Buhari’s Address And Insensitive Response To Lekki Massacre 

Yemisi Izuora With Agency Report

President Muhammadu Buhari finally spoke to Nigerians about the unrest that has gripped the country in recent days, but without making any mention of the shootings of peaceful protesters at Lekki toll plaza on Tuesday night that prompted international outrage.

The military allegedly opened fire without warning on thousands of peaceful protesters singing the national anthem Tuesday night, killing at least 12 people, according to Amnesty International.

The shootings have been widely condemned but Buhari did not speak of them at all during his Thursday address, instead urging protestors to stop their demonstrations.

“This government will not allow anybody or (any) groups to disrupt the peace of the nation,” he warned in his televised address, urging protesters to “resist the temptation of being used by some subversive elements to cause chaos with the aim of truncating our nascent democracy.”

“For you to do otherwise will amount to undermining national security and law and order,” he said. “Under no circumstances would this be tolerated.”

He called on Nigeria’s youths “to discontinue the street protests and constructively engage the government in finding solutions. Your voice has been heard loud and clear and we are responding.”

Buhari responded to the criticism he has received from fellow African heads of state and other world leaders by calling on them “to seek to know all the facts available before taking a position, or rushing to judgment and making hasty pronouncements.”

Even as Buhari was speaking, irate Nigerians flooded social media with denunciations.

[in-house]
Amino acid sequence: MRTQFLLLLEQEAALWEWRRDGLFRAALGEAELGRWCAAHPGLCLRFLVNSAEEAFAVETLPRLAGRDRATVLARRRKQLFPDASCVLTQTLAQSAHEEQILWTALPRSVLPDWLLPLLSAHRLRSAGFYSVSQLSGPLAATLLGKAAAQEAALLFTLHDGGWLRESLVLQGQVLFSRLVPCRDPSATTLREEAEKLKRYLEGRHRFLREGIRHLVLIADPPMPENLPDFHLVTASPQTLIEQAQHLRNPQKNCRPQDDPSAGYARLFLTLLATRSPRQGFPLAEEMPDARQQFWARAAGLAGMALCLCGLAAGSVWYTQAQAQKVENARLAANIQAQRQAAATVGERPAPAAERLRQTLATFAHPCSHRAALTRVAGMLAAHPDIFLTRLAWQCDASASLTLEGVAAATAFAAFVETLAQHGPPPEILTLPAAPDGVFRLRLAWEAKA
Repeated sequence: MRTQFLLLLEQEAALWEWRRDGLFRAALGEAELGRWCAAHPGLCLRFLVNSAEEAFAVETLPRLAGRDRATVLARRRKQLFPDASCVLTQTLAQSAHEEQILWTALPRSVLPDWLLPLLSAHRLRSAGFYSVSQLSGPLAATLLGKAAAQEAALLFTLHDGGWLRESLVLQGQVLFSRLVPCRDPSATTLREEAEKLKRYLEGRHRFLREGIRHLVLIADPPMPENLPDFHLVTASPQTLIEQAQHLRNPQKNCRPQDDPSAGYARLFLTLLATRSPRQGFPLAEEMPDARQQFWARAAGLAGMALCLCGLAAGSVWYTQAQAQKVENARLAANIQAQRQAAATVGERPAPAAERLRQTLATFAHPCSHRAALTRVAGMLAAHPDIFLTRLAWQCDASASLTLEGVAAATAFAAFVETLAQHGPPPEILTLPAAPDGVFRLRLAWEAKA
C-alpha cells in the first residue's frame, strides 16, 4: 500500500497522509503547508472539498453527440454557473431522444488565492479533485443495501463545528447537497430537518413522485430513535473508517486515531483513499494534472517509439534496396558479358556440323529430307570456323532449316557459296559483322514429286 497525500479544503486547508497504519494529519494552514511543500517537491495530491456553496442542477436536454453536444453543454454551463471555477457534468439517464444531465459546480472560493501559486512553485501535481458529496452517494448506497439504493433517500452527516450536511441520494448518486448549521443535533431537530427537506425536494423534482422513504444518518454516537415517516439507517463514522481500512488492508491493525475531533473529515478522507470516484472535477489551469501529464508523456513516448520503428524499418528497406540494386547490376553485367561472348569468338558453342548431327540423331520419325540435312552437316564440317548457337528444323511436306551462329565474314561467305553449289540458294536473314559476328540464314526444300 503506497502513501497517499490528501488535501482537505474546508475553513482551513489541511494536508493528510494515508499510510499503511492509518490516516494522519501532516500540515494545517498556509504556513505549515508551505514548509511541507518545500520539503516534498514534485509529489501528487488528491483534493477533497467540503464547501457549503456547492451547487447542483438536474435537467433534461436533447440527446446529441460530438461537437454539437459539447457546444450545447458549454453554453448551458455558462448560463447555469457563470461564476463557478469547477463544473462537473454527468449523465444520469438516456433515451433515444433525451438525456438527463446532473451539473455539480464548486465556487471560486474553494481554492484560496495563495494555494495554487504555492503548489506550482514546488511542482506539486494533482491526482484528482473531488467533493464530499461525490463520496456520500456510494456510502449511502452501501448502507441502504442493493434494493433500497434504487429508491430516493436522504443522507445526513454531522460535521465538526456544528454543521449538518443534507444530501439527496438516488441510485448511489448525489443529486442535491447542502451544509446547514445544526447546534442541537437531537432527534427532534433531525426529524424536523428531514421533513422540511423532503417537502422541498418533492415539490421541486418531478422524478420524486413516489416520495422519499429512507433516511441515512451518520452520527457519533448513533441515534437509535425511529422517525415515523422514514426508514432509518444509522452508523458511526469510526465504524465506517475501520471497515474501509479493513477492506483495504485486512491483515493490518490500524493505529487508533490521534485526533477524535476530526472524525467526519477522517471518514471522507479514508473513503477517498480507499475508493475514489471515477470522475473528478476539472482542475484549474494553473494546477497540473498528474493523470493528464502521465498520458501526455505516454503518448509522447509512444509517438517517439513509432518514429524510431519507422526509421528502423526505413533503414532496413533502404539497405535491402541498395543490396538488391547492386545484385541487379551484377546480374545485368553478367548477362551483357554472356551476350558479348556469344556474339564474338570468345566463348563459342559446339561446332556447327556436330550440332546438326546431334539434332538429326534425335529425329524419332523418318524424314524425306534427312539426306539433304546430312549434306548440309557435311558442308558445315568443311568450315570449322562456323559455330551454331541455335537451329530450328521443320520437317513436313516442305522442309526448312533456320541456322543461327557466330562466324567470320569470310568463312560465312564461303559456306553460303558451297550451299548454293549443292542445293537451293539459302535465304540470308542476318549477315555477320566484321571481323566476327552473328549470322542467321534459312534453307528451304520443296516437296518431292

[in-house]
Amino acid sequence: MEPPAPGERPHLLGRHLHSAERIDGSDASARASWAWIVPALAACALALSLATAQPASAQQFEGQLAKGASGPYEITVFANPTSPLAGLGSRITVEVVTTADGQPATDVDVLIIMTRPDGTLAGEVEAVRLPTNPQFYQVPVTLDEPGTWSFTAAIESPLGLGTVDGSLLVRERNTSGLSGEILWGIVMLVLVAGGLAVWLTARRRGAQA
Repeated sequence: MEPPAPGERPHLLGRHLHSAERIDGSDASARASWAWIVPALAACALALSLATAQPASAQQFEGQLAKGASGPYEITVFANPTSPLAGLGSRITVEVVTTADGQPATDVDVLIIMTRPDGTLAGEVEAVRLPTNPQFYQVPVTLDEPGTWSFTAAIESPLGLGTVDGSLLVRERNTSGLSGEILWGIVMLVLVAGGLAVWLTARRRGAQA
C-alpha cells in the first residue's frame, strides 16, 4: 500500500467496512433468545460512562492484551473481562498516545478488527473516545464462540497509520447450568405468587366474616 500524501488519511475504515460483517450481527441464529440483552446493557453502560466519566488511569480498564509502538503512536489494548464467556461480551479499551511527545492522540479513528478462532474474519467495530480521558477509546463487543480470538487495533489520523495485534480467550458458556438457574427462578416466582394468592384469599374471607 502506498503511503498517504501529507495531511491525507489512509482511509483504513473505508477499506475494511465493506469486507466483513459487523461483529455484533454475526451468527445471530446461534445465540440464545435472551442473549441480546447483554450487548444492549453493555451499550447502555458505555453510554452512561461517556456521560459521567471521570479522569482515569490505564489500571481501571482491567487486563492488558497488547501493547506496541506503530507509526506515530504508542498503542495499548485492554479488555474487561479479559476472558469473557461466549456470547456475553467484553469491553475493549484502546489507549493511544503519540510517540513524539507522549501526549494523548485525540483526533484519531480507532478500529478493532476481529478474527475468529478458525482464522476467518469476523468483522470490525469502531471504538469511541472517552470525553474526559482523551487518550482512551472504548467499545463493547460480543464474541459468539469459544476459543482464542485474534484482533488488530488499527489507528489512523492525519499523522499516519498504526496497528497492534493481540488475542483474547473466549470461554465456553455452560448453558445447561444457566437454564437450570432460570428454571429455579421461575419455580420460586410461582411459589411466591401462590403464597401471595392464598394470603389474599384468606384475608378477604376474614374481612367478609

“President Buhari during his speech refused to acknowledge those dead as a result of military attacked on Lekki protesters #EndSARS,” tweeted Usman Okai Austin.

“With this speech, it is confirmed we are on our own. May the souls of our brothers and sisters who died at #LekkiMassacre2020 and other places on #EndSARS protest rest in peace. Sad,” posted Henry Okechukwu.

The street demonstrations began early this month with calls for Nigeria’s government to shut down the Special Anti-Robbery Squad, a police unit known as SARS. The squad was launched to fight crime, but it carried out torture and killings, according to Amnesty International.

The #EndSARS campaign spread across the country and Buhari’s government announced that it would disband the SARS unit. The protest persisted with demonstrators calling for more widespread reforms of the police and an end to corruption.

But on Tuesday night security forces fired without warning into crowds of thousands of protesters singing Nigeria’s national anthem, killing 12, Amnesty said, citing witnesses and camera images. Nigeria’s military has denied shooting at the protesters.

Violent unrest erupted Wednesday in Lagos as mobs vandalized and burned police stations, courthouses, TV stations and a hotel. Smoke billowed from several locations in the city as police battled angry crowds with tear gas and gunfire.

Looting and gunfire continued in Nigeria’s second-largest city on Thursday. As looting gangs stormed through parts of Nigeria’s largest city, spreading violence for a second day in Lagos.

Plumes of smoke rose from a prison where gunfire could be heard on Thursday, and a resident of the neighborhood where the Ikoyi Correctional Center is located, Tunde Oguntola, said he heard gunshots as soldiers and police officers put down what appeared to be an attempted jailbreak.

Police spokesman Olamuyiwa Adejobi told The Associated Press later Thursday that an incident inside the prison “has been put under control as our men have moved in there to assist prison security.” He did not describe the nature of the disturbance or say if anyone had been killed.

Gangs continued to vandalize properties in Lagos, he said. The police spokesman distinguished the “hoodlums” from the thousands of demonstrators who had been peacefully protesting police brutality on the city’s streets.

“They are looting properties, looting shopping malls and attacking ATM machines,” Adejobi said.